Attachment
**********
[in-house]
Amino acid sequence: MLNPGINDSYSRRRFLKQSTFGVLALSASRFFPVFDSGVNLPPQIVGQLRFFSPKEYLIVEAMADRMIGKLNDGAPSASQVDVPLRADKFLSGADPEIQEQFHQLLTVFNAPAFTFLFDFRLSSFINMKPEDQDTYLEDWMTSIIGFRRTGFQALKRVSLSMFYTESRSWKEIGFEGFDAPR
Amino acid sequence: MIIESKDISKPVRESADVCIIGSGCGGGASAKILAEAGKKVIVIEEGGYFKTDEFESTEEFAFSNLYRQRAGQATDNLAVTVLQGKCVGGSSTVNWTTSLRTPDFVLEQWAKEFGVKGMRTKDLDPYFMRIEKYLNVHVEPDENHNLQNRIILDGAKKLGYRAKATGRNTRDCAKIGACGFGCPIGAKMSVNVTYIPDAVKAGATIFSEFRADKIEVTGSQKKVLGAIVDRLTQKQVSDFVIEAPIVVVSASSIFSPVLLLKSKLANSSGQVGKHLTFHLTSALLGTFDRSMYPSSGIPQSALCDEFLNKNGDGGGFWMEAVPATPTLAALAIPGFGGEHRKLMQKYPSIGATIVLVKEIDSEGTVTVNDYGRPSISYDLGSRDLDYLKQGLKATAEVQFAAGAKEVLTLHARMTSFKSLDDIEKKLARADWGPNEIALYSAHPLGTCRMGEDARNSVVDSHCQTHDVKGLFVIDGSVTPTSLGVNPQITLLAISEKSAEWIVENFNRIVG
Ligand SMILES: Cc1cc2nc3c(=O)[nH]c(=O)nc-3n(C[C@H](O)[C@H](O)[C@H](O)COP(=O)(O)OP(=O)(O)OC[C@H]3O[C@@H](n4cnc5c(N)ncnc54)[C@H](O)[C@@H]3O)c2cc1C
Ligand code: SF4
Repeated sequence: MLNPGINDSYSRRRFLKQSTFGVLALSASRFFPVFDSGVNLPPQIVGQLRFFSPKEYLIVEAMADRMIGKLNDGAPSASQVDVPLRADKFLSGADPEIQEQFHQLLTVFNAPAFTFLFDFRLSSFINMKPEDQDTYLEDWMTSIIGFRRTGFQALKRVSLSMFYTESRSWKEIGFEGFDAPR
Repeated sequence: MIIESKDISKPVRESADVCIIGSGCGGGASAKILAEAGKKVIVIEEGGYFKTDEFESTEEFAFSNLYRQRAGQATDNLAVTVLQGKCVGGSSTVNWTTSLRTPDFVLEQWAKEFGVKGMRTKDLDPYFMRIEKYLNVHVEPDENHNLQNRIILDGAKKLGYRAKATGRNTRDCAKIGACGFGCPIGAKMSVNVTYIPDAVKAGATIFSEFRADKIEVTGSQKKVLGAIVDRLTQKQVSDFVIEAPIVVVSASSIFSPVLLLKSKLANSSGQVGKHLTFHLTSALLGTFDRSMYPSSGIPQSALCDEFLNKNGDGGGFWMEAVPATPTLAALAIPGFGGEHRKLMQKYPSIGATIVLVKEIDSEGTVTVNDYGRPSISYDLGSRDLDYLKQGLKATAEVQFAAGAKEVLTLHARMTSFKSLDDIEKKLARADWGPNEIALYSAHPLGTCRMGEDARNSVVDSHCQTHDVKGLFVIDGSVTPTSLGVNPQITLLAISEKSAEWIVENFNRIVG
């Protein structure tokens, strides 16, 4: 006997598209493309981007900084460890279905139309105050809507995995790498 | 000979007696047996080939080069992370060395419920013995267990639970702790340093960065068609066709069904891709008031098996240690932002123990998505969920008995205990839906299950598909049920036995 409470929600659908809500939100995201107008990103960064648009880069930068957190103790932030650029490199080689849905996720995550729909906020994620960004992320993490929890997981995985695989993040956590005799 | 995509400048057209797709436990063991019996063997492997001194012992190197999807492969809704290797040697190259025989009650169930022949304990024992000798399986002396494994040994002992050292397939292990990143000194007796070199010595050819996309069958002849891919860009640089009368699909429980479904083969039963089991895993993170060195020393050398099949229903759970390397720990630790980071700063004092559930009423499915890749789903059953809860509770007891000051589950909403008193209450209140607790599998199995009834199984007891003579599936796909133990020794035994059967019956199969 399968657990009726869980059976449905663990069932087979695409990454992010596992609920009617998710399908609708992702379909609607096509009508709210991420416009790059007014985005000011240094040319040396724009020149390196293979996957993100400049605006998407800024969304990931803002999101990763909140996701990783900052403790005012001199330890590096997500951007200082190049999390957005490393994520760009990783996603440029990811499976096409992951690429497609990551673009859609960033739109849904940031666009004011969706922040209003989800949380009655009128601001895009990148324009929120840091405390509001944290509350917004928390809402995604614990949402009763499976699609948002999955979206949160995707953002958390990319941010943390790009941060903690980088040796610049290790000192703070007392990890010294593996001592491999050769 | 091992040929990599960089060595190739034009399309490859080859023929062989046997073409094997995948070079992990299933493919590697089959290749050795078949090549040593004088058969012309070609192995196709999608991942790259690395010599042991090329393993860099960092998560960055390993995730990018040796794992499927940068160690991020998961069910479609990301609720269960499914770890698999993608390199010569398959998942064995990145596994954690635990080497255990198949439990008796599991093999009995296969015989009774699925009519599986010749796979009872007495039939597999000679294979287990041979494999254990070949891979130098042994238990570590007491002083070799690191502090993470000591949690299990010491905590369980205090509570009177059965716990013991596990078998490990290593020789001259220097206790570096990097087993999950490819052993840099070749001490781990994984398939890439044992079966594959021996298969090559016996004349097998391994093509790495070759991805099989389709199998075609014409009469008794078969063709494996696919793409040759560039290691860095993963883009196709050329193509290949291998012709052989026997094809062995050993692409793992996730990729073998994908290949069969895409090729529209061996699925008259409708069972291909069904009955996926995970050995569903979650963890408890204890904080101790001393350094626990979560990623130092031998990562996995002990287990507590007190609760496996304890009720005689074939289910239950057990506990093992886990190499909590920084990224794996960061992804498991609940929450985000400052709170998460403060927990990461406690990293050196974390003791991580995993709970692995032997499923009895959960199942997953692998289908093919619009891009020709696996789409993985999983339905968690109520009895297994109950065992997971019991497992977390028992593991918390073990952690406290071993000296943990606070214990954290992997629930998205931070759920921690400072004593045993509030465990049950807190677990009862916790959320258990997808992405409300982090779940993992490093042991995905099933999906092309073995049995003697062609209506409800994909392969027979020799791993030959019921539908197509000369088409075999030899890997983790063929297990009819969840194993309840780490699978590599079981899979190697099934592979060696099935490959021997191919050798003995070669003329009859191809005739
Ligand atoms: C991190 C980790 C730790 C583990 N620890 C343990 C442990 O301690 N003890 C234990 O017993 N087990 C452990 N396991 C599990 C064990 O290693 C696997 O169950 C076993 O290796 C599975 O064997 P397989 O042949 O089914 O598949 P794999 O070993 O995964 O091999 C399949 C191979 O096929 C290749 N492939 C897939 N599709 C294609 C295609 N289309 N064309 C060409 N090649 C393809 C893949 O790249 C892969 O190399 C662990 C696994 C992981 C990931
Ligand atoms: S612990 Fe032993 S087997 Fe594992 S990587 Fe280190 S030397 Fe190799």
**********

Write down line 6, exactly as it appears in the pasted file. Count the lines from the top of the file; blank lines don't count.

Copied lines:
Repeated sequence: MLNPGINDSYSRRRFLKQSTFGVLALSASRFFPVFDSGVNLPPQIVGQLRFFSPKEYLIVEAMADRMIGKLNDGAPSASQVDVPLRADKFLSGADPEIQEQFHQLLTVFNAPAFTFLFDFRLSSFINMKPEDQDTYLEDWMTSIIGFRRTGFQALKRVSLSMFYTESRSWKEIGFEGFDAPR